Braces are the tried-and-true method for repairing dental issues, from overbites to underbites to gapped teeth. The use of braces dates all the way back to ancient Egypt! Today’s braces are obviously far more sophisticated than a few golden wires strapped to the teeth. Modern technology has created braces treatment plans with more precision and efficiency than ever. Even the braces have evolved to be smaller, more efficient, and more comfortable than what your parents may have worn. But how exactly do braces work? 

At Smiles by the Bay, our patients are curious to know how all these metal brackets, wires, and elastic bands will lead to a beautiful smile full of straight teeth. It’s an interesting process that includes some pretty incredible things our bodies can do. Combine that with technology and great braces, and you’ve got the recipe for the smile of your dreams!

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What Are the Parts of Braces?

At Smiles by the Bay, we offer two types of braces: Self-ligating braces and traditional metal braces in gold. Both types of braces use brackets and archwires as the main components of the braces. Gold braces are more like traditional braces in that they hold the archwire to the gold brackets with elastic bands. Self-ligating braces use tiny doors on the brackets to hold the archwire in place, so no elastic bands are needed. Let’s take a closer look at the different parts of braces and self-ligating braces.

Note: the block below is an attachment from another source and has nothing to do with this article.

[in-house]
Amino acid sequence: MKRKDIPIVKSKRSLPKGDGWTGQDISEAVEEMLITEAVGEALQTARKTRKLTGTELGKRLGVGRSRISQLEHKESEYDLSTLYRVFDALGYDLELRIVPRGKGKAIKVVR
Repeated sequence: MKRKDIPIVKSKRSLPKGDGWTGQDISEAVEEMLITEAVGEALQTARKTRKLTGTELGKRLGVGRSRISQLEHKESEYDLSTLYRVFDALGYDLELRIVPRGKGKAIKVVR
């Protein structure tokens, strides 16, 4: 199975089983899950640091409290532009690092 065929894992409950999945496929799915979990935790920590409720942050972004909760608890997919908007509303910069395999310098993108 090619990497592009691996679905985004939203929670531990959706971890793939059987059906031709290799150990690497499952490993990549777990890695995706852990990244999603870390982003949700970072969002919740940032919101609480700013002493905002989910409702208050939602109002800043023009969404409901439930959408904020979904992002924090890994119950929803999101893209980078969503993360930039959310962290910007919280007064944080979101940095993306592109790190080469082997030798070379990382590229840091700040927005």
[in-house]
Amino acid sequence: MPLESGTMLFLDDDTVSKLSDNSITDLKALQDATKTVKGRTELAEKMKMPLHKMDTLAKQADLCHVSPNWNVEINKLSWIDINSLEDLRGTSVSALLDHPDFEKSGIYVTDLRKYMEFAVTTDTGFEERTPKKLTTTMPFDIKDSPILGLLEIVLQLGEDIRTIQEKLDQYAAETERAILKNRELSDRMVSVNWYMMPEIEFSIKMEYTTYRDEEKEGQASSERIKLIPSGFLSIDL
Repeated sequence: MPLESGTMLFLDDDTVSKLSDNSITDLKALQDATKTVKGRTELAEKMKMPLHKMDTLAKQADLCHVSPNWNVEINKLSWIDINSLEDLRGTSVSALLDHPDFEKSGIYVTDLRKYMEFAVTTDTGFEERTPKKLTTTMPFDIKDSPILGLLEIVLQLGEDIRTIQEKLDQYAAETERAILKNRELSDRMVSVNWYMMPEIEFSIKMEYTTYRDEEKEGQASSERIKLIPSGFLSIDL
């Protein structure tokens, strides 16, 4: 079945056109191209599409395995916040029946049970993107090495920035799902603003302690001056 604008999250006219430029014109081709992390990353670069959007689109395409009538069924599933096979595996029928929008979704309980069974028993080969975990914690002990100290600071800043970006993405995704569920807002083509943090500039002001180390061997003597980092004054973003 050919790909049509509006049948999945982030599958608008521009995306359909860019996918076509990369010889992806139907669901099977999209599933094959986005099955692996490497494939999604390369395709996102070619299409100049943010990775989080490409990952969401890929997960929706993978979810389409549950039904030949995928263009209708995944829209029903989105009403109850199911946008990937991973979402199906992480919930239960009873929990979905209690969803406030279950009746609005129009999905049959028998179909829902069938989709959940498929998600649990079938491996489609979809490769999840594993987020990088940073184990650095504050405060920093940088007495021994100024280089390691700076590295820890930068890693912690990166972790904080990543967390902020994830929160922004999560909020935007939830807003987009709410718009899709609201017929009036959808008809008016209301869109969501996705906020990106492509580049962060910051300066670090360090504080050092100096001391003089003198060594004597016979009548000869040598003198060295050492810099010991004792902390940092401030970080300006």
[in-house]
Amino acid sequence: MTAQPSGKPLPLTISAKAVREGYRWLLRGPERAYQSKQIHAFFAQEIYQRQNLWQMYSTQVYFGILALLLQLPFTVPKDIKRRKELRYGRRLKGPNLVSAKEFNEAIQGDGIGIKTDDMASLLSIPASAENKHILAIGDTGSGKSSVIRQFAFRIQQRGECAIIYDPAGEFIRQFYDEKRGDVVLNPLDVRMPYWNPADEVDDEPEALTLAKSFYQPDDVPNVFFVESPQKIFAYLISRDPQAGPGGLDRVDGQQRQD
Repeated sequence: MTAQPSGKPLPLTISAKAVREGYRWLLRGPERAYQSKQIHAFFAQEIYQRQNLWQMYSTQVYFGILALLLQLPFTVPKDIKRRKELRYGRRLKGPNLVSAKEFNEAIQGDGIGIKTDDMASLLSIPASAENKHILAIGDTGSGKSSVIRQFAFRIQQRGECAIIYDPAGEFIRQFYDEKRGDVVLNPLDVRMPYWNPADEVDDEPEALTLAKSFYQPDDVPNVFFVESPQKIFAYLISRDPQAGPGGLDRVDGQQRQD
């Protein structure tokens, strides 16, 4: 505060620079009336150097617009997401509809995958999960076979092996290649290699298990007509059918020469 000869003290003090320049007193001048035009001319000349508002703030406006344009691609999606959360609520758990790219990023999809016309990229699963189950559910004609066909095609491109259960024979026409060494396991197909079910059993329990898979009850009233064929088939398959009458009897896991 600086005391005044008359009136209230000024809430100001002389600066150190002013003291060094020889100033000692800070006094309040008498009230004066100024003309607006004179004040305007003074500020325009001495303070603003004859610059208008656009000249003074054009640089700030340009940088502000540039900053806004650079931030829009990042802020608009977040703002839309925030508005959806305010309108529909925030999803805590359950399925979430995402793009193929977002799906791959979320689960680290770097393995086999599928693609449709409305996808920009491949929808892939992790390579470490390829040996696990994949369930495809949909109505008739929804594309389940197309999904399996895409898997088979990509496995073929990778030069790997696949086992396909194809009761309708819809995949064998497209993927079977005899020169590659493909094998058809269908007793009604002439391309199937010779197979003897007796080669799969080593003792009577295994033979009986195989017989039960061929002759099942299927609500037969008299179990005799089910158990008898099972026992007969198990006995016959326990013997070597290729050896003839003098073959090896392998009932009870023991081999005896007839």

Brackets

These are the tiny metal or ceramic pieces that attach to the tooth. Unlike brackets on traditional braces, self-ligating braces brackets have tiny doors on the front that close over the archwire. This differs from traditional braces that use elastic o-rings to hold the archwire to the bracket. Those elastics stain and wear out over time, which means they must be changed frequently in our office. Without the elastics, self-ligating braces require fewer office visits. 

Archwire

This wire stretches across the teeth through the brackets. The archwire pushes or pulls the teeth into place. With traditional braces, the archwire is held in place by o-ring elastics. Self-ligating braces use a small door to hold the wire in place, but the door allows the archwire to move more freely. It allows us to control the pressure applied to your teeth with more precision and comfort. 

Elastics (Gold Braces Only)

O-ring elastics are only used on our gold braces because they are more like traditional metal braces without the doors to hold the archwires. These elastics hold the archwire against the brackets, but they must be changed frequently because the rubber wears out after about six weeks. 

In addition to these three main components, self-ligating and gold braces have other parts that are used to help move your teeth. 

Powerchains

Powerchains are elastics that are connected together to speed up movement or work harder to move teeth that may need a bit more of a push to straighten properly. They are mainly used to close gaps between your teeth, particularly larger gaps that may take longer with just braces. 

Hooks

These are tiny posts found on some brackets that hold rubber bands. These rubber bands can be stretched from the upper to the lower jaw to repair crossbites or realign the jaws. The hooks usually are found on side or back brackets instead of the front ones, so you probably won’t notice them until we use them.